The three leaves in this picture came from three distinctly different situations. The leaf on the far left was dark green. The leaf in the middle was form a plant that was pale green. The leaf on the far right was actually from a plant that was already tuning yellow. Once leaves are pulled and compared side- by -side they don't look as different as they did on the plant.
Jeff Phillips, Tippecanoe County Extension educator, examined these leaves with an app form Spectrum Technologies. The Green Indexing app costs $100 – a shock to teenagers and young adults used to getting apps for free. But it and a $50 reference board also available from Spectrum Technologies combine to let you gather similar information to what you can get with a spectrometer costing more than $2,000.
The Green Indexing method indicated that indeed there was considerable difference in green to yellowish color in the leaves, more than it appeared with them laying side by side. The system picks up a whole array of green colors, and sorts them out for you. The idea is that the lighter the color, the less nitrogen in the leaf. That likely means less chlorophyll and less photosynthesis going on in the plant.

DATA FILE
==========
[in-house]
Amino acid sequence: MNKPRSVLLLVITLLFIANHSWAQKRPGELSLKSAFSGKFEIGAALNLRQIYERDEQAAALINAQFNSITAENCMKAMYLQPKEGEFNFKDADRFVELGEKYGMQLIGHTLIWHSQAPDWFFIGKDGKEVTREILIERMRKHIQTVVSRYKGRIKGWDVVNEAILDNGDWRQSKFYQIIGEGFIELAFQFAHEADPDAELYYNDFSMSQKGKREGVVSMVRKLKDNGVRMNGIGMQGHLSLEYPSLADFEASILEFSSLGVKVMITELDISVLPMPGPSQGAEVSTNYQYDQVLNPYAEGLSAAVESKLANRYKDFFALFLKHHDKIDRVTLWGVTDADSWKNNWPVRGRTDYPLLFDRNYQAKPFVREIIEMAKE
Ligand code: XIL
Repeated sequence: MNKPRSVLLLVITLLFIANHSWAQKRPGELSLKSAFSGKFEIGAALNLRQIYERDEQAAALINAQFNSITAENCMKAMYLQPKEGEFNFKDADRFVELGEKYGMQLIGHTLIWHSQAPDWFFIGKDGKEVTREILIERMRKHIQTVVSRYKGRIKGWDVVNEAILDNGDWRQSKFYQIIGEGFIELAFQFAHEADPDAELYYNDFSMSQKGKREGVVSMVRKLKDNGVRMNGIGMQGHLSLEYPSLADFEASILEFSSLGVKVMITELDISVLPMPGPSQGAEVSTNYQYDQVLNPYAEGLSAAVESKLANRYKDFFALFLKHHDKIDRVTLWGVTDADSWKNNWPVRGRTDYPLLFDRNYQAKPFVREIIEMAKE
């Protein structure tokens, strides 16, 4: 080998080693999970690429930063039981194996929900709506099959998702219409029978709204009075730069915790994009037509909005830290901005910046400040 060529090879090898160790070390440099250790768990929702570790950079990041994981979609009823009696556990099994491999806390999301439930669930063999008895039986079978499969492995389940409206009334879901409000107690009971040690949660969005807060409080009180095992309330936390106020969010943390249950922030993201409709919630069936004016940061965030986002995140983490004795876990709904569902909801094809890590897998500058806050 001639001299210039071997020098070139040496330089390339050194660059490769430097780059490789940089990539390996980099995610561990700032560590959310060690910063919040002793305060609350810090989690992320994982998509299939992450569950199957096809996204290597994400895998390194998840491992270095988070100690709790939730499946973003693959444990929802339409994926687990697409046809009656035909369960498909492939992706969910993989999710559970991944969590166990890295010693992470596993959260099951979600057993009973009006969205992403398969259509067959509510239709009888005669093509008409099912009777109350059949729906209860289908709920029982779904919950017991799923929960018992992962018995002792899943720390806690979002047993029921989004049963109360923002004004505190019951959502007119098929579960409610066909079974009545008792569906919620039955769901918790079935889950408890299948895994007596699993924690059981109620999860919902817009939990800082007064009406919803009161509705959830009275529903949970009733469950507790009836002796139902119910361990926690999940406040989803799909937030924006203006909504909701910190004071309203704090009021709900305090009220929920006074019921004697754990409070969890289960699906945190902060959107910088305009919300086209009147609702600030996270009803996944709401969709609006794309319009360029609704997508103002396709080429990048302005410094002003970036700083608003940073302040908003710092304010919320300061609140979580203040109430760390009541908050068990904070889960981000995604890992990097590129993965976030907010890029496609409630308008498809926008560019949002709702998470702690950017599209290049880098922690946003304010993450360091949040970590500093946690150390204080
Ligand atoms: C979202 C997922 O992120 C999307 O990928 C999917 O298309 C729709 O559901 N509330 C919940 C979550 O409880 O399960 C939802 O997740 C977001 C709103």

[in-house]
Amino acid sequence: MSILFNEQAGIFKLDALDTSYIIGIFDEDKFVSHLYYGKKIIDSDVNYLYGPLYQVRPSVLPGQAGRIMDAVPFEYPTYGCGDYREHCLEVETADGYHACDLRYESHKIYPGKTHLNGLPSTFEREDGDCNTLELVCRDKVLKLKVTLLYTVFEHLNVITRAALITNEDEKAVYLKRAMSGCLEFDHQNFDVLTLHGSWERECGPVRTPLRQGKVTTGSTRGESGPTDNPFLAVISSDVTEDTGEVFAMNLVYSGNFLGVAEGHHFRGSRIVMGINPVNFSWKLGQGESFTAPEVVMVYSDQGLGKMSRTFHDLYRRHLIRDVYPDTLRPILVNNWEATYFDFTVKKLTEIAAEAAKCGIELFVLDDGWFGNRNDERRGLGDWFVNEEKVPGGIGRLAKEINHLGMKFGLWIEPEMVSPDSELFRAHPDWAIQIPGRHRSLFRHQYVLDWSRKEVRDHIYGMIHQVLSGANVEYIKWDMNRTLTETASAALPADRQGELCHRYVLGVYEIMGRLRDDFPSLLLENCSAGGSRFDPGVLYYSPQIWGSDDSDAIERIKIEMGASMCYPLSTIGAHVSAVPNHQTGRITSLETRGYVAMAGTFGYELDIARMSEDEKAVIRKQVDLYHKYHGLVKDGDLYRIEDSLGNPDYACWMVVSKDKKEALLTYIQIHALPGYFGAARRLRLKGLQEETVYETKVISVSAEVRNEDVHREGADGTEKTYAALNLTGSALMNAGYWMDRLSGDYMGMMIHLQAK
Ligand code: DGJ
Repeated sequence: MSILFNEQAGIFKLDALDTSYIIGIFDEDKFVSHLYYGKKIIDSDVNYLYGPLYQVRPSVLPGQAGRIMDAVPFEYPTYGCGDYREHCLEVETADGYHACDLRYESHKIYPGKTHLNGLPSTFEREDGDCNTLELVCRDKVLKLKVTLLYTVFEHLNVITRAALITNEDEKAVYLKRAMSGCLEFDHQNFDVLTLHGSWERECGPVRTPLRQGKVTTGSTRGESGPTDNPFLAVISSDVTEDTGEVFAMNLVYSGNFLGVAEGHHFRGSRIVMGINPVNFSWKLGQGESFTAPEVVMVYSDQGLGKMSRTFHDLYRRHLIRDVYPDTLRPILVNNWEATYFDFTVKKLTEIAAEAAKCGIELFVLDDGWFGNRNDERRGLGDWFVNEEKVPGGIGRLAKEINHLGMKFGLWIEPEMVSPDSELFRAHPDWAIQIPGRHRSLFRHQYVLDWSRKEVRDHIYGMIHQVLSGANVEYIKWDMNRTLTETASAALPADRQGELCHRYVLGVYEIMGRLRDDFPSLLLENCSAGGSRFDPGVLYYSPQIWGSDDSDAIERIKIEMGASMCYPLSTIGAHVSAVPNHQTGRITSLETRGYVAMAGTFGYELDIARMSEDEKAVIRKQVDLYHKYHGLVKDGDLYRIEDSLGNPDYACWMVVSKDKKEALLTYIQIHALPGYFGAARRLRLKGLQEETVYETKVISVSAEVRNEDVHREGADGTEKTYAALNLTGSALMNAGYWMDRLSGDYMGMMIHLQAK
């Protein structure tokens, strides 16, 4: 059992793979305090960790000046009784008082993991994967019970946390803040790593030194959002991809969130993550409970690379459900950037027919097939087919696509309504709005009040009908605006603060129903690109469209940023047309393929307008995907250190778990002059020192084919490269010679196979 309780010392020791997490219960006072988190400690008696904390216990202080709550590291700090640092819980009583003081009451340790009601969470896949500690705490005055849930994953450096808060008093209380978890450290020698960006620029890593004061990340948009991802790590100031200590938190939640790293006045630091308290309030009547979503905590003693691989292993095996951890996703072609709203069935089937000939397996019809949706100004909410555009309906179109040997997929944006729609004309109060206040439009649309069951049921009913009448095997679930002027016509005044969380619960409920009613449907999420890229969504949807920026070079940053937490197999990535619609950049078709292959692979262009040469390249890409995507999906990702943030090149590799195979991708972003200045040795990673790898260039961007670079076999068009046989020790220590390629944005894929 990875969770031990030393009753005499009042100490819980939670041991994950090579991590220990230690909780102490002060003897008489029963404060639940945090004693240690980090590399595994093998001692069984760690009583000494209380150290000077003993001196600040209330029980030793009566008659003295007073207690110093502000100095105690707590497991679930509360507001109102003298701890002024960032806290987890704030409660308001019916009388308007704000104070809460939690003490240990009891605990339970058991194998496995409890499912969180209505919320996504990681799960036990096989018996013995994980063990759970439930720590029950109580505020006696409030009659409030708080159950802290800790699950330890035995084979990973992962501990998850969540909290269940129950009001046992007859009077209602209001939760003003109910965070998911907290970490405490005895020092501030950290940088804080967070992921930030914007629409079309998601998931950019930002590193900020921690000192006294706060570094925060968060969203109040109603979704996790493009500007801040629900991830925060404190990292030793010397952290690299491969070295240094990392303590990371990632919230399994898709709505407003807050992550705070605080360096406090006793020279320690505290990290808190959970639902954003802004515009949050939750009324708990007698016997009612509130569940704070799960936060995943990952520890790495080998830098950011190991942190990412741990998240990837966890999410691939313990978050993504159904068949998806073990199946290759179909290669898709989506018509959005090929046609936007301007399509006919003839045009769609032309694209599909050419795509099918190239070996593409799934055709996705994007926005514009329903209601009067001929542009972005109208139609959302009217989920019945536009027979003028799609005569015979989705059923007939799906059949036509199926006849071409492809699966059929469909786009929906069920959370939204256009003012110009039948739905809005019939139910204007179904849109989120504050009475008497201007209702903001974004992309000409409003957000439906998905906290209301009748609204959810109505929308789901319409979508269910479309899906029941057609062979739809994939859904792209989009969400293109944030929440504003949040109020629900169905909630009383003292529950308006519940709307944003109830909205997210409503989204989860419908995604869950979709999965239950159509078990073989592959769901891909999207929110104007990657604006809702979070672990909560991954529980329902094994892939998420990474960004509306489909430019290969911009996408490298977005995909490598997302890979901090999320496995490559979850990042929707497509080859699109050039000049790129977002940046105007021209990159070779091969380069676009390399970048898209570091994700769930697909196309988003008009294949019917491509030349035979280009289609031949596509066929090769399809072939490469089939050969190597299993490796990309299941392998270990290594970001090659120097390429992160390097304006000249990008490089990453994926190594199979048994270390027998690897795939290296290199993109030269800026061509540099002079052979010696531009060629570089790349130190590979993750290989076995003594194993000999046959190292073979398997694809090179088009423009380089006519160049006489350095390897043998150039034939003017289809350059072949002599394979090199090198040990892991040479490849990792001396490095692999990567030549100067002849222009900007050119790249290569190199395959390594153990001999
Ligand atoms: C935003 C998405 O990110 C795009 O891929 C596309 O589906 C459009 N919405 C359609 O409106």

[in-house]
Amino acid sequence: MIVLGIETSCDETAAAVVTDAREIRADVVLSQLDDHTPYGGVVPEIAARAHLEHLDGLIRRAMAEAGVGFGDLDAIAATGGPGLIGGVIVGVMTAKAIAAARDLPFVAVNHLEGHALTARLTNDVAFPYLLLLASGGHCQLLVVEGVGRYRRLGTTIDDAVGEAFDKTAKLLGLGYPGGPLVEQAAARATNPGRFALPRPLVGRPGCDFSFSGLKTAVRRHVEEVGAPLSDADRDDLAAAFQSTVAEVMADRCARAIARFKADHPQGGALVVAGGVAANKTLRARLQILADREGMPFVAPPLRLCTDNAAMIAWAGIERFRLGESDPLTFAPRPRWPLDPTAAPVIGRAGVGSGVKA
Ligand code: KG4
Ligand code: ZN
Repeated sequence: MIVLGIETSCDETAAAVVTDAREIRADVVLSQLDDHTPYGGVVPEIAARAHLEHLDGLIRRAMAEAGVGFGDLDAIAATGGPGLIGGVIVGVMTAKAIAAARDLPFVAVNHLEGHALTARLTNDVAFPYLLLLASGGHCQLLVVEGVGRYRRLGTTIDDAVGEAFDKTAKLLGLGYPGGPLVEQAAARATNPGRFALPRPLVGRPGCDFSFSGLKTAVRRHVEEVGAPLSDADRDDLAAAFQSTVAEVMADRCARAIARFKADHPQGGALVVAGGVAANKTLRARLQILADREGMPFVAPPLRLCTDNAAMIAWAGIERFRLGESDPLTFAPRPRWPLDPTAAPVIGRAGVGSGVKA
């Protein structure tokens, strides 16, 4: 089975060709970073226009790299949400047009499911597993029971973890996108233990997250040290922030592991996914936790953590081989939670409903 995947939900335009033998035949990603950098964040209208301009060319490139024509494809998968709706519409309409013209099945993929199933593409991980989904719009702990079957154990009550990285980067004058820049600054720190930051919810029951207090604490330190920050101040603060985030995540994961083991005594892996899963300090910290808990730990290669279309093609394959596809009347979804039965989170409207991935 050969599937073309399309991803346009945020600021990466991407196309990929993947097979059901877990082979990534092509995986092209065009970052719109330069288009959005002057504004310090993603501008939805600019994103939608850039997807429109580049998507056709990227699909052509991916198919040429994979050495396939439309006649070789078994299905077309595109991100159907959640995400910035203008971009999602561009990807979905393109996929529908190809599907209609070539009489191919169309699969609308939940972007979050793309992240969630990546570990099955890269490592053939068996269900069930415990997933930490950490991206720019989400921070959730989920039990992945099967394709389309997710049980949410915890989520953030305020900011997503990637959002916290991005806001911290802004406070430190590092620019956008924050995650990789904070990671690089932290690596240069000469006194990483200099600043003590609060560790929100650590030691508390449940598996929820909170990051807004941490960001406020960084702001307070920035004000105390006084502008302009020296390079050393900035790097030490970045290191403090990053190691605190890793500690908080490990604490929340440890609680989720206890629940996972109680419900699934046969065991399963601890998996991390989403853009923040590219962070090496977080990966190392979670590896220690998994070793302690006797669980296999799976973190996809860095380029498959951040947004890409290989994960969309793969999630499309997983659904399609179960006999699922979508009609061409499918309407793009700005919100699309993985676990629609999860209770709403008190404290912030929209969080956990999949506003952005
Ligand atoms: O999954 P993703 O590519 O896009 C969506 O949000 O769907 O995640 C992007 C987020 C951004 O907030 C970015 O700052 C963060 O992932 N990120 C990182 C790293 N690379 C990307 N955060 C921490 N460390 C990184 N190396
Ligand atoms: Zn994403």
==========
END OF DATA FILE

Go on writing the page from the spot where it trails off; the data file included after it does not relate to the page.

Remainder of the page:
Even though the leaf on the right wasn't yet showing signs of nitrogen deficiency, it was likely low on nitrogen, Phillips concluded. Classic symptoms include yellowing of the leaf which starts at the leaf tip and works down the midrib of the plant back toward the base of the leaf. As the shortage worsens, the yellow portions become brown.
The point is that there can be differences in color of leaves that you can pick up with instrumentation that may not look that different to the naked eye. This is a good time to be looking for signs of nutrient deficiency. If you see it now above more than the very bottom leaf, you may want to monitor it, and reconsider if you applied enough N or not.